Florida Gov. Rick Scott has beaten back a challenge from Republican-turned-Democrat Charlie Crist to win re-election, CBS News projects.
Crist, the onetime Republican governor who switched parties to run as a Democrat, had mounted a stiff challenge to Scott. Although Crist was far more popular, his approval rating has been dragged down by the slew of advertising that made the Florida governor's race one of the most negative in the country. It was also the most expensive: The Wesleyan Media Project, which tracks political advertisements, found that $77 million was spent to air over 137,00 ads.
Scott and his allies poured millions of dollars into negative advertising to label Crist a "slick politician" but a "lousy governor," and charge that he represents President Obama rather than the people of Florida.
Crist returned the fire with his own ads calling a "fraud" who's "too shady for the Sunshine State."
By late September, a Quinnipiac poll found that just 41 percent of likely voters said they had a favorable view of Crist, and 42 percent said they had a favorable view of Scott.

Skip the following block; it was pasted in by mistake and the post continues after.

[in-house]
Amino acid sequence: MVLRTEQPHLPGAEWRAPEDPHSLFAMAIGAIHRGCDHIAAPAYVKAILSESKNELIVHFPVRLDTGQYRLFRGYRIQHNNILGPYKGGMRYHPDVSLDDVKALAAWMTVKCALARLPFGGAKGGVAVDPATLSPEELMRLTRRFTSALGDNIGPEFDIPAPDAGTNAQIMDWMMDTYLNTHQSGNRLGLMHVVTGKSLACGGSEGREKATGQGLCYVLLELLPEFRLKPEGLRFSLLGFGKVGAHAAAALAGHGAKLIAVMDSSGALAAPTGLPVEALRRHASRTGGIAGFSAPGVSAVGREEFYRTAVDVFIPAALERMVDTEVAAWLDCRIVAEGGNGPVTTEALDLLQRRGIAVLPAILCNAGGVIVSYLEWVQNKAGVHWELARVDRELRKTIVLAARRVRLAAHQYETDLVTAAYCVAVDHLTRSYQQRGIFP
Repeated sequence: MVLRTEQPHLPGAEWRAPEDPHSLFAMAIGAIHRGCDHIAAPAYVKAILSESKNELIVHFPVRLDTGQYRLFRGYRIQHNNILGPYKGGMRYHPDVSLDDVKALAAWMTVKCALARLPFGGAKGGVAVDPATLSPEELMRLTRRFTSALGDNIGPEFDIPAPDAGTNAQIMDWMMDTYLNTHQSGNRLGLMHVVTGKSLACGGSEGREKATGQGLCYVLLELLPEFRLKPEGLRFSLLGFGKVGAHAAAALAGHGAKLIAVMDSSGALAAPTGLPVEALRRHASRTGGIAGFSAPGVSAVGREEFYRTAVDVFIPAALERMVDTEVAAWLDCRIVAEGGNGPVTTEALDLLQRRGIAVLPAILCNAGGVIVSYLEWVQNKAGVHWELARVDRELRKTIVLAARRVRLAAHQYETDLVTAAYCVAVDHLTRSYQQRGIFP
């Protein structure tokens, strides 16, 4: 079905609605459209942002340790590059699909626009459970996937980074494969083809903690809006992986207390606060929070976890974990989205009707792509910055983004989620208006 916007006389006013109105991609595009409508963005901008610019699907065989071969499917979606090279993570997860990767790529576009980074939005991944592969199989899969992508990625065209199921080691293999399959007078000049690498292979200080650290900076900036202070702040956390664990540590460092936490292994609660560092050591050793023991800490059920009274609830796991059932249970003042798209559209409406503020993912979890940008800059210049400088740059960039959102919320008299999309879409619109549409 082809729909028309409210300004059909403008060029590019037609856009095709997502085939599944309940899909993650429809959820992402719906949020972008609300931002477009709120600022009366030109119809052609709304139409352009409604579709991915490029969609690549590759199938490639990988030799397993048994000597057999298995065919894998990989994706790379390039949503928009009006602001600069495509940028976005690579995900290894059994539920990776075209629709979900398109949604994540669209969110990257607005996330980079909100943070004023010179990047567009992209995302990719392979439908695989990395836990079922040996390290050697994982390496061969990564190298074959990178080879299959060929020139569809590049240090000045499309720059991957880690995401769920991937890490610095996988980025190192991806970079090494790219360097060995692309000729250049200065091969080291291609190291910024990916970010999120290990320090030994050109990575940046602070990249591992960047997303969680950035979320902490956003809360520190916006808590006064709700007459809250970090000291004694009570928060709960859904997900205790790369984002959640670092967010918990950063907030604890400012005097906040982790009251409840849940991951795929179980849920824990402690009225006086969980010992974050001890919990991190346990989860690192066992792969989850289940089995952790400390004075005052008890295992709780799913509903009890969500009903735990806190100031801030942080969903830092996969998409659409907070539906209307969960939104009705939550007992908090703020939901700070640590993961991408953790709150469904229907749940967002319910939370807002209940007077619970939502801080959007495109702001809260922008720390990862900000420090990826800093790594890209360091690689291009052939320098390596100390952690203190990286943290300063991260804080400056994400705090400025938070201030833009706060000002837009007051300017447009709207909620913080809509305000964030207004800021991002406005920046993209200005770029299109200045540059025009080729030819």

Scott was elected by a slim margin in 2010 when he beat Democrat Alex Sink by about 61,500 votes.
Crist announced that he would not seek a second term as Florida governor in 2009 in order to run for Senate as a Republican. Before the primary, he dropped his Republican affiliation to run as an independent. He was defeated by Florida Sen. Marco Rubio in a three-way race during the general election. He later became a Democrat in 2012.
The race drew several high-profile surrogates, including New Jersey Gov. Chris Christie on the Republican side and former Secretary of State Hillary Clinton on the Democratic side.